Indeed, if we are to learn anything from Mishra’s article, it must be precisely this: Havel understood how ‘a power grounded in an omnipresent ideological fiction… can rationalize anything without ever having to brush against the truth’. He knew, intimately, how governments manipulate and fabricate truths for themselves through the exercise of power, and he understood how to resist such manipulation. When he came to the exercise of power for himself, he could still identify and recognise those fictions – such as that tying the leader of the World Trade Centre attacks to Iraqi intelligence – as fictions meant for the purpose of stifling and misdirecting political dissent. But when it came down to the final question of intervention, Havel embraced the lie that Iraq prior to 2003 posed a ‘major threat to many nations’, and embraced violence and hatred.

This was not the first time that Havel had embraced or committed such fabrications, of course. It was Havel himself who coined the Orwellianism of ‘humanitarian bombing’ in the context of the Yugoslav Wars, and then later strenuously denied doing so. How are we to approach seriously a ‘dissident’ in the service of ‘all that is sublime and beautiful’ if he is capable of mouthing such sophistries and then trying to walk them back when he is criticised for them? Is he then not himself just such a man ‘from underground’ – the very sketch not of a heroic ‘underground’ dissident, but an ‘underground’ coward lifted from the pages of Dostoevsky? Havel presents us with a good case for banishing the dramatists and tragedians from the city in speech along with the poets.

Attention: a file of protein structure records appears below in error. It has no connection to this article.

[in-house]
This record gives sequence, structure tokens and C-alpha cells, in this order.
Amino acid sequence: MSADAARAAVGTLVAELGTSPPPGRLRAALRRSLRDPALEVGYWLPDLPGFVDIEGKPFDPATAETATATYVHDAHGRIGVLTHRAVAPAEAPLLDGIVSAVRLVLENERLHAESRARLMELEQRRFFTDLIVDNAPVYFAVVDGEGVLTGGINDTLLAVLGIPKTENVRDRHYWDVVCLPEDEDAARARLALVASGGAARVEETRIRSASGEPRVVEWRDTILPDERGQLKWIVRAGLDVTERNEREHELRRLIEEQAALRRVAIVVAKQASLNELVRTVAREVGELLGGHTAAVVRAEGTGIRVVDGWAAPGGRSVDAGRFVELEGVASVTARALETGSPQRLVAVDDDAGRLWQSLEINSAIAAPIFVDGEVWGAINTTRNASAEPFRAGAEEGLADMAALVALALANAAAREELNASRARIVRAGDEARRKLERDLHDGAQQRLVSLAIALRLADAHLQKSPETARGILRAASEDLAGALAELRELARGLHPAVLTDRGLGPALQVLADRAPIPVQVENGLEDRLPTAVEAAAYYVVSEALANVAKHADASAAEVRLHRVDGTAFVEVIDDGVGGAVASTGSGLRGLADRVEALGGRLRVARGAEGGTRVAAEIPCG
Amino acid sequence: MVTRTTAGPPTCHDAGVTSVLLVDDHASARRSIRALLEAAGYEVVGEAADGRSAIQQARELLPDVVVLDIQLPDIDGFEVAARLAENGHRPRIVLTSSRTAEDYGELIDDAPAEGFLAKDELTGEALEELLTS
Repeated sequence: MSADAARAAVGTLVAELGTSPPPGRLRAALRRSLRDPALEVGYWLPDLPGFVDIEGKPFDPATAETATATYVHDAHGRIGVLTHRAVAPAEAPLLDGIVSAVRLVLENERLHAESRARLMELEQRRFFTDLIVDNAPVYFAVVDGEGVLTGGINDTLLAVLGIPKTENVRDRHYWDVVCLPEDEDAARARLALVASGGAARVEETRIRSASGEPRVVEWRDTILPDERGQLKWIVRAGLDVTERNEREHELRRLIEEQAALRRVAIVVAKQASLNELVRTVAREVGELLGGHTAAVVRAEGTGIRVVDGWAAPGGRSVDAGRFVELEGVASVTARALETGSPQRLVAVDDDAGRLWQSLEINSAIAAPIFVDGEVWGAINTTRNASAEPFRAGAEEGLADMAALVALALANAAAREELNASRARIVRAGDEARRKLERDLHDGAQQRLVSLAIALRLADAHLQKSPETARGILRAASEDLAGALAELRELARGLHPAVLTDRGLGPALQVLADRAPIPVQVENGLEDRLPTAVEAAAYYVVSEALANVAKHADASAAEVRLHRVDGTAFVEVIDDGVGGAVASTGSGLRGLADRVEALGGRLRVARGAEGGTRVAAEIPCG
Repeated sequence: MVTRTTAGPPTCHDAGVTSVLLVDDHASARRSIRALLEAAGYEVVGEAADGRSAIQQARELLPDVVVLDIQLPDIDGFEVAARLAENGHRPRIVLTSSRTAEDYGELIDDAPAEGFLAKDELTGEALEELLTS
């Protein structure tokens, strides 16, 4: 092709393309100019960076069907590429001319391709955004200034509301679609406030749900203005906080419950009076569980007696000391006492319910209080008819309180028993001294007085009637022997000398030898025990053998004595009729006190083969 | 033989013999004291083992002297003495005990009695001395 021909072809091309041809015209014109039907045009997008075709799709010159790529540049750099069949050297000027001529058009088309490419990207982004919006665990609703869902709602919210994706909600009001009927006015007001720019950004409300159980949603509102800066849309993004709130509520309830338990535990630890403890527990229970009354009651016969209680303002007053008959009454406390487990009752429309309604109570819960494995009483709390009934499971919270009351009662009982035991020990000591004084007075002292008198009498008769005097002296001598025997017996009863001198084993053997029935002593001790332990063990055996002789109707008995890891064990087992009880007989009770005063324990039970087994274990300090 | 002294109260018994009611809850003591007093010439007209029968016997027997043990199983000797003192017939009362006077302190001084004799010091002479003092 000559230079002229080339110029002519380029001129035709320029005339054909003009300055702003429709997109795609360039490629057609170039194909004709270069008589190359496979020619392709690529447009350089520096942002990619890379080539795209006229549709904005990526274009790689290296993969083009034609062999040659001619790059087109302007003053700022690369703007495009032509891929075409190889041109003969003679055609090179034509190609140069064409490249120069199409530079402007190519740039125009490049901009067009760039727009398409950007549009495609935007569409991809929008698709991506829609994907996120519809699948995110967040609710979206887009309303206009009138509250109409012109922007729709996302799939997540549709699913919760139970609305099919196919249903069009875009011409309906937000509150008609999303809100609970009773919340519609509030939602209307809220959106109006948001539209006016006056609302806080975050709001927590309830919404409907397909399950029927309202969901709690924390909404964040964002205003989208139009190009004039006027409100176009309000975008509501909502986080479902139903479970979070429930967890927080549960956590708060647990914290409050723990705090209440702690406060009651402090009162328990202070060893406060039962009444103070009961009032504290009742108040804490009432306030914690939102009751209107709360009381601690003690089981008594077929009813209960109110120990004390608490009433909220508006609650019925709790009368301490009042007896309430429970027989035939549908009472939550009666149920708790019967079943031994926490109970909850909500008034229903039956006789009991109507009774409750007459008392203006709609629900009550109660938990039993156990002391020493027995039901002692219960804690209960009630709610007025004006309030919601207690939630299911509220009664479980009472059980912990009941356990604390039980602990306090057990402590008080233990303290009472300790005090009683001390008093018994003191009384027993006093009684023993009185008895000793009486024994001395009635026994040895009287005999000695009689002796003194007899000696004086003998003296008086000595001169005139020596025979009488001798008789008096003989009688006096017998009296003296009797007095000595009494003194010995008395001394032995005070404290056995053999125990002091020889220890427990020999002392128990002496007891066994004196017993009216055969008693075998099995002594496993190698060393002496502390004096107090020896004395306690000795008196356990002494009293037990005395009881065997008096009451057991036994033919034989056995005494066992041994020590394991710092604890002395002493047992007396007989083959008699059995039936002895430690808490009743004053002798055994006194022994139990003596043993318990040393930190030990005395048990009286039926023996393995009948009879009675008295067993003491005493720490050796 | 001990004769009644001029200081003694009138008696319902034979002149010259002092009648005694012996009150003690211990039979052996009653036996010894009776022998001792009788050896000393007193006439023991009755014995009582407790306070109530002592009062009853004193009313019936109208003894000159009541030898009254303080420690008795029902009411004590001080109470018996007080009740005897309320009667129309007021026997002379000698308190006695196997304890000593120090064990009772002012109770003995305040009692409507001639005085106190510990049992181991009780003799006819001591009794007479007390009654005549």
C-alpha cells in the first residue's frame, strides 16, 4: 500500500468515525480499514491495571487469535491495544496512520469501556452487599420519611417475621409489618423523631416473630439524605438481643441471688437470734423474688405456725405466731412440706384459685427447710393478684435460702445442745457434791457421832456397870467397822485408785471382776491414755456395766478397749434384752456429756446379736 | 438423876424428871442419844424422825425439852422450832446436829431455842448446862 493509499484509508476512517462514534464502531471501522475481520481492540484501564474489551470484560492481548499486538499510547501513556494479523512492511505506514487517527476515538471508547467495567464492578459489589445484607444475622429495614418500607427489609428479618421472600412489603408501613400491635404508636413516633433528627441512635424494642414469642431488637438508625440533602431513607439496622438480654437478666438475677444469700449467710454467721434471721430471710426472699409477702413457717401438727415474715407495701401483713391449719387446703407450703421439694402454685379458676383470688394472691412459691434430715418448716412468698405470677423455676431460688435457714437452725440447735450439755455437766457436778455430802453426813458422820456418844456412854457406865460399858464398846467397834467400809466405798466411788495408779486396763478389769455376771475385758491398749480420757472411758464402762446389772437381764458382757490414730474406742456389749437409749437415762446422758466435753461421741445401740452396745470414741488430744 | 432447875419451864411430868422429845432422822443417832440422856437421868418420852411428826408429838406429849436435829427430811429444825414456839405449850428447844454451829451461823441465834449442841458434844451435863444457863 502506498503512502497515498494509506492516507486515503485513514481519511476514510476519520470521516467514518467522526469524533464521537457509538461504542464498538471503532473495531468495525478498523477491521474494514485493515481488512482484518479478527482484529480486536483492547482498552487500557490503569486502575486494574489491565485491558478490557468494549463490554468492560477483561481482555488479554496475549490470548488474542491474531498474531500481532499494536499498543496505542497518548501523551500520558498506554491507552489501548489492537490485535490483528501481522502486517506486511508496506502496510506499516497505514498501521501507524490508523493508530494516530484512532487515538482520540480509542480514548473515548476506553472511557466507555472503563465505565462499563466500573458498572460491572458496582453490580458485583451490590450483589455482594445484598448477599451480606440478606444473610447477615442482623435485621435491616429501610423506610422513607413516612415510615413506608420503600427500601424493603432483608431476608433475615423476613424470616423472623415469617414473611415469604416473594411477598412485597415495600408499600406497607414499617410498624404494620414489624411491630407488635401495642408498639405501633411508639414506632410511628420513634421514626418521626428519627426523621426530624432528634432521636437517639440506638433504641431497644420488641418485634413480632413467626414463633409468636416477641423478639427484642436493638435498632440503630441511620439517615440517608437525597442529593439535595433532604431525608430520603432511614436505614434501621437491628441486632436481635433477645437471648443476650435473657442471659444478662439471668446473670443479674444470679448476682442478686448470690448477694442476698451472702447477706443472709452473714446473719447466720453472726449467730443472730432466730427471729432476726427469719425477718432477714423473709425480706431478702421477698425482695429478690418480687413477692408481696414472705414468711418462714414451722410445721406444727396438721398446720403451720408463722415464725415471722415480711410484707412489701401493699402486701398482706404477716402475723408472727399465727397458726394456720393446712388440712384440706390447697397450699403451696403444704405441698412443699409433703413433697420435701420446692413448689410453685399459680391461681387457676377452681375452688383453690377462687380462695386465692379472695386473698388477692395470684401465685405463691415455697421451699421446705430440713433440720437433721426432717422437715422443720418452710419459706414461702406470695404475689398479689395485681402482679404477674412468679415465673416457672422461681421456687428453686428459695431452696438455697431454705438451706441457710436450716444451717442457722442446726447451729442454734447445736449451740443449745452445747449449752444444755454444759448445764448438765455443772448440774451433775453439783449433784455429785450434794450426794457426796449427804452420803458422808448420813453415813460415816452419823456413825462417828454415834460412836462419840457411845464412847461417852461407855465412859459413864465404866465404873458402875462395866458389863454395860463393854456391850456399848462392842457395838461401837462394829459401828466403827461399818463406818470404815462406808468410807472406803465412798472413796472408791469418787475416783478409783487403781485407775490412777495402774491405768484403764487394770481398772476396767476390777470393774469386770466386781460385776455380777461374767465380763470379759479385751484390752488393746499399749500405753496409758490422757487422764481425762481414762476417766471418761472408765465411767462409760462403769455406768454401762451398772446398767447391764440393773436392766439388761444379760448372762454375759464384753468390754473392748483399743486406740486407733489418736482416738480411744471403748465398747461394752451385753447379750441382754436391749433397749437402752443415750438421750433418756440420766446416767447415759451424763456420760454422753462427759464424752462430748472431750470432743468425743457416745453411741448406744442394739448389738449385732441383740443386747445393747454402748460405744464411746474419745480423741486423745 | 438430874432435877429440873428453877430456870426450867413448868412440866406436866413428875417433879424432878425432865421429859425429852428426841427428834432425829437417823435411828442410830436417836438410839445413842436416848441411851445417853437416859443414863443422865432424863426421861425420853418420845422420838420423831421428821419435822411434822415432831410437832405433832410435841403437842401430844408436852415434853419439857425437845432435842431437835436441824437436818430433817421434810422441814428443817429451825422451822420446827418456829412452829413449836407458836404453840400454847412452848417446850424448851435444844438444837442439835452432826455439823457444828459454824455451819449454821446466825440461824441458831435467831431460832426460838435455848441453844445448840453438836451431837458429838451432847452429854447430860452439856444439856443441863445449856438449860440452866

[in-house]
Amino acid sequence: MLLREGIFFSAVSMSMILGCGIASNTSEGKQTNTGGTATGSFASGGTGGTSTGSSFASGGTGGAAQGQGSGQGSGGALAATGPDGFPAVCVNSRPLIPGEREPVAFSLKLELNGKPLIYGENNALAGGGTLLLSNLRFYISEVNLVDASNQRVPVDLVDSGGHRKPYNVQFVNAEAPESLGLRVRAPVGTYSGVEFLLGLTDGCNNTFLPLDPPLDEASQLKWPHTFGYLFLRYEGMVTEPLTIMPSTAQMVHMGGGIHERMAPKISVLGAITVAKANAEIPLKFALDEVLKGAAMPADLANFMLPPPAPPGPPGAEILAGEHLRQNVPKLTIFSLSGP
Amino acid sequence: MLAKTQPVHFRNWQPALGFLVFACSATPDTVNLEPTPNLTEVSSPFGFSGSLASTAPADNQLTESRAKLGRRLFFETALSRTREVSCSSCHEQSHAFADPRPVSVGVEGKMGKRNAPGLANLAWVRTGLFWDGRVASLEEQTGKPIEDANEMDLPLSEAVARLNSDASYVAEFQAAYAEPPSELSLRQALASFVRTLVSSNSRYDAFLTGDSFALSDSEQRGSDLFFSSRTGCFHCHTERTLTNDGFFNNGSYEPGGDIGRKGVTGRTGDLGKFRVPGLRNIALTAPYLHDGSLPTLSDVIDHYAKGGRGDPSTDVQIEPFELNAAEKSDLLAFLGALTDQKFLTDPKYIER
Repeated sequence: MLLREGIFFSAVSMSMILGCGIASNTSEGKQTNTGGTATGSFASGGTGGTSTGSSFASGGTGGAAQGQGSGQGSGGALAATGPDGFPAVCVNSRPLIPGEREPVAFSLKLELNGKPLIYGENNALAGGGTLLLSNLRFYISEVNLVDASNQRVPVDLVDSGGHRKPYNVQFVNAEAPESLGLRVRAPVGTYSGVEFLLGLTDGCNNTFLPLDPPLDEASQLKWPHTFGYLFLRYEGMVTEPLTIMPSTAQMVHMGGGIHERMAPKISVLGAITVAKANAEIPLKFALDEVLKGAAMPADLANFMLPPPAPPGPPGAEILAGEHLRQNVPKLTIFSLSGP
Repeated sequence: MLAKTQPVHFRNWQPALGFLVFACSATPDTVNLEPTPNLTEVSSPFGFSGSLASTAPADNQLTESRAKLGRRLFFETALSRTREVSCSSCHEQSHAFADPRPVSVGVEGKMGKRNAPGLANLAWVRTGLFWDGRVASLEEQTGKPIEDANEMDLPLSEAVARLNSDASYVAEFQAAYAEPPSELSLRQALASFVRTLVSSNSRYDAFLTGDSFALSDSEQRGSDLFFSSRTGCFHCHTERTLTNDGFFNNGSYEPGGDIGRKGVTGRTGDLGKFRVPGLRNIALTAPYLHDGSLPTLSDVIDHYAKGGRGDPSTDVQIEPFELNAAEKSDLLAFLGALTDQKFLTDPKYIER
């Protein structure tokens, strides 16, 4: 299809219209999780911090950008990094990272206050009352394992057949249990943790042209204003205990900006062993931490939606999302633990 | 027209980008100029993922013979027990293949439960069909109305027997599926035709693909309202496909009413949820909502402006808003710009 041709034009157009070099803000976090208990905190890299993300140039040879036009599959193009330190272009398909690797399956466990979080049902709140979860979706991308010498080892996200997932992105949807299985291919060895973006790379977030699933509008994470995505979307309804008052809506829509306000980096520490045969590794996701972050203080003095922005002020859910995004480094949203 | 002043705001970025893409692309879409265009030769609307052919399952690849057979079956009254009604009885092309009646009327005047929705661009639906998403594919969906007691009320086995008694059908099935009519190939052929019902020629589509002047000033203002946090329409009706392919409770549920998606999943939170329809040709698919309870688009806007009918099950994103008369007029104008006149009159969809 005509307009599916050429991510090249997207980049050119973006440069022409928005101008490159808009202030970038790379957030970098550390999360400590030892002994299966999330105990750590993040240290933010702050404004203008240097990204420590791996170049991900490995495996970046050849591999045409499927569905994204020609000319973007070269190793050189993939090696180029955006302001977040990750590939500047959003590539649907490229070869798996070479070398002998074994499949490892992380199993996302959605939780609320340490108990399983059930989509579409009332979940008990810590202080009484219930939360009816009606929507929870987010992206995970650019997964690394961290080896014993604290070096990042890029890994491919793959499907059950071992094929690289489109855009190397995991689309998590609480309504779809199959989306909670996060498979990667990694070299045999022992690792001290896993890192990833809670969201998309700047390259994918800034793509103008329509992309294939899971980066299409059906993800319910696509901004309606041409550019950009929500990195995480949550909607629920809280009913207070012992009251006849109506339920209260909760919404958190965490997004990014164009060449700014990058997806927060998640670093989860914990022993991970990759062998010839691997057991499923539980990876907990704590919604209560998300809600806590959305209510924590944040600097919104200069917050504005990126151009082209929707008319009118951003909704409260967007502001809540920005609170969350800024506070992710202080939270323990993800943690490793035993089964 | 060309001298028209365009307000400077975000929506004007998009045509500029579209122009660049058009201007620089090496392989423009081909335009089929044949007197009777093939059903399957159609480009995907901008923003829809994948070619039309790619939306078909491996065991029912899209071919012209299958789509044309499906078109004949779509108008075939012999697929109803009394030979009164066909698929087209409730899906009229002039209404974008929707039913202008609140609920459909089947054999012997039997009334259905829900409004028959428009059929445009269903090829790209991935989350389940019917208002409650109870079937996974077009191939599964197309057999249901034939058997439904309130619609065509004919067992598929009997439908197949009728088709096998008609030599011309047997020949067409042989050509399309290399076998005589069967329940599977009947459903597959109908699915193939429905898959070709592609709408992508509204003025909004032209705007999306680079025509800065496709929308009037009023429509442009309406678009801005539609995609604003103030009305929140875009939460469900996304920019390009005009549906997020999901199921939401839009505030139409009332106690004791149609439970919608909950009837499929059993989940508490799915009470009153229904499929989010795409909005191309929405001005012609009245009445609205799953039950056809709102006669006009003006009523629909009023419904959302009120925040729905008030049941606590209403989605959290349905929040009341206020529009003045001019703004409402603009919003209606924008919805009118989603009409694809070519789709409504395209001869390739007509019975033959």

Mishra assiduously, and shamefully, avoids these questions. If we wish to truly resist the spirit of the age, we cannot. We must go further; we must face our past and present honestly: without euphemism, without sophistry, without the utterly contemptible clichés of Mishra’s funerary oration. If we are to take seriously the demands of ‘truth and love’ – that is to say, if we are truly to attempt citizenship in a ‘parallel polis’ – we cannot be satisfied with their shadowy political simulacra as proclaimed by modern-day sophists, statesmen and tyrants, nor can we be satisfied with the dealers of such simulacra – Havel very much included. We have to try to escape that cave.

If you want to understand why I am so bitter in my denunciations of the supporters of the War in Iraq and their admirers, even now fifteen years on, please go right ahead and read Mishra’s piece with these admonitions firmly in mind. What Mishra misses, and what makes his piece so ironic, is that the tyranny of the sort he claims to deplore, is built upon the mythic hero-worship of the sort he indulges in in the first place. What is it that causes young men like me to question the nature of political justice, the way Glaucon does in the Republic? What is it that makes us so susceptible to what the Catholic Church might call our ‘disordered’ loves? What is it that causes us to turn to anger in the first place? (Make no mistake: I, for one, am still fucking pissed.) Funerary oration won’t save us from ‘make America great again’. Self-serving hack playwrights-turned-politician won’t stop the star of The Apprentice. Lies – even well-intentioned ones – cannot drive out lies, which is why it is so important that we not live by them.